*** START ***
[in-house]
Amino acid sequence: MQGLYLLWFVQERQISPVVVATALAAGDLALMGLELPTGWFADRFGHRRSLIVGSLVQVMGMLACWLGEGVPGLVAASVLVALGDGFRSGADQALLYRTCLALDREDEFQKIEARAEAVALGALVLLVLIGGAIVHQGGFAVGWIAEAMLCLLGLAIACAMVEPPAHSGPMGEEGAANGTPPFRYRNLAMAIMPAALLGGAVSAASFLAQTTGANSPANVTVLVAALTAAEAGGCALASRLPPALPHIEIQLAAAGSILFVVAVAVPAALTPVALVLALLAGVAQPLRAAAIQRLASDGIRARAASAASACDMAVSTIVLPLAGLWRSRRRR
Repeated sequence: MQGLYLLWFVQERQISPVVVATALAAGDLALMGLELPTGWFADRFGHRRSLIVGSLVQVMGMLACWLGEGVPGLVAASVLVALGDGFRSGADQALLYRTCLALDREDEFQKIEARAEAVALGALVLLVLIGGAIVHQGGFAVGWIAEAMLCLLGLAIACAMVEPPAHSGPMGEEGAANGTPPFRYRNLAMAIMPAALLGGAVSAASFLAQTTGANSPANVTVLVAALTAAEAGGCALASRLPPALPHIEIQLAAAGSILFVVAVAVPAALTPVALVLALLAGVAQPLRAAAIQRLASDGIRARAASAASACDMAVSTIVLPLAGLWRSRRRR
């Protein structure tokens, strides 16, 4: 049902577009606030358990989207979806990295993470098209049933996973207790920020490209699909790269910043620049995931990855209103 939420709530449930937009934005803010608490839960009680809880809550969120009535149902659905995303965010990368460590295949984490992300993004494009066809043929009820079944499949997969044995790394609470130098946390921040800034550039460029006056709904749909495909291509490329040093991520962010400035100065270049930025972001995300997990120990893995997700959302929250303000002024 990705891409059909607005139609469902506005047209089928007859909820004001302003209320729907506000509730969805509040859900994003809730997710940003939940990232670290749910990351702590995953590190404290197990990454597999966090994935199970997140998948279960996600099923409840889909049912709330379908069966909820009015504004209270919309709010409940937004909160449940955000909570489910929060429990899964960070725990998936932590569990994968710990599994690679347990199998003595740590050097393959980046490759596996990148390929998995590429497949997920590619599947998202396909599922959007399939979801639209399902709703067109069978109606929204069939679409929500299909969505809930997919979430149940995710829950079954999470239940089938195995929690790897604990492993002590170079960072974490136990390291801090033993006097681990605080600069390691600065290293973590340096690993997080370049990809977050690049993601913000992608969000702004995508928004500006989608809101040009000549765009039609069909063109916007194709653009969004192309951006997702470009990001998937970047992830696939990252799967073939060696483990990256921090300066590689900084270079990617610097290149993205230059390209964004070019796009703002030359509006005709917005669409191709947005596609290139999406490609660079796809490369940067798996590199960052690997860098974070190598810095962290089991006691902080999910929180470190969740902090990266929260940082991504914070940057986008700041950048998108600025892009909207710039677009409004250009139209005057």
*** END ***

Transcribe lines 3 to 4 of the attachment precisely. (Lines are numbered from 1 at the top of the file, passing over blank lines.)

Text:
Repeated sequence: MQGLYLLWFVQERQISPVVVATALAAGDLALMGLELPTGWFADRFGHRRSLIVGSLVQVMGMLACWLGEGVPGLVAASVLVALGDGFRSGADQALLYRTCLALDREDEFQKIEARAEAVALGALVLLVLIGGAIVHQGGFAVGWIAEAMLCLLGLAIACAMVEPPAHSGPMGEEGAANGTPPFRYRNLAMAIMPAALLGGAVSAASFLAQTTGANSPANVTVLVAALTAAEAGGCALASRLPPALPHIEIQLAAAGSILFVVAVAVPAALTPVALVLALLAGVAQPLRAAAIQRLASDGIRARAASAASACDMAVSTIVLPLAGLWRSRRRR
């Protein structure tokens, strides 16, 4: 049902577009606030358990989207979806990295993470098209049933996973207790920020490209699909790269910043620049995931990855209103 939420709530449930937009934005803010608490839960009680809880809550969120009535149902659905995303965010990368460590295949984490992300993004494009066809043929009820079944499949997969044995790394609470130098946390921040800034550039460029006056709904749909495909291509490329040093991520962010400035100065270049930025972001995300997990120990893995997700959302929250303000002024 990705891409059909607005139609469902506005047209089928007859909820004001302003209320729907506000509730969805509040859900994003809730997710940003939940990232670290749910990351702590995953590190404290197990990454597999966090994935199970997140998948279960996600099923409840889909049912709330379908069966909820009015504004209270919309709010409940937004909160449940955000909570489910929060429990899964960070725990998936932590569990994968710990599994690679347990199998003595740590050097393959980046490759596996990148390929998995590429497949997920590619599947998202396909599922959007399939979801639209399902709703067109069978109606929204069939679409929500299909969505809930997919979430149940995710829950079954999470239940089938195995929690790897604990492993002590170079960072974490136990390291801090033993006097681990605080600069390691600065290293973590340096690993997080370049990809977050690049993601913000992608969000702004995508928004500006989608809101040009000549765009039609069909063109916007194709653009969004192309951006997702470009990001998937970047992830696939990252799967073939060696483990990256921090300066590689900084270079990617610097290149993205230059390209964004070019796009703002030359509006005709917005669409191709947005596609290139999406490609660079796809490369940067798996590199960052690997860098974070190598810095962290089991006691902080999910929180470190969740902090990266929260940082991504914070940057986008700041950048998108600025892009909207710039677009409004250009139209005057």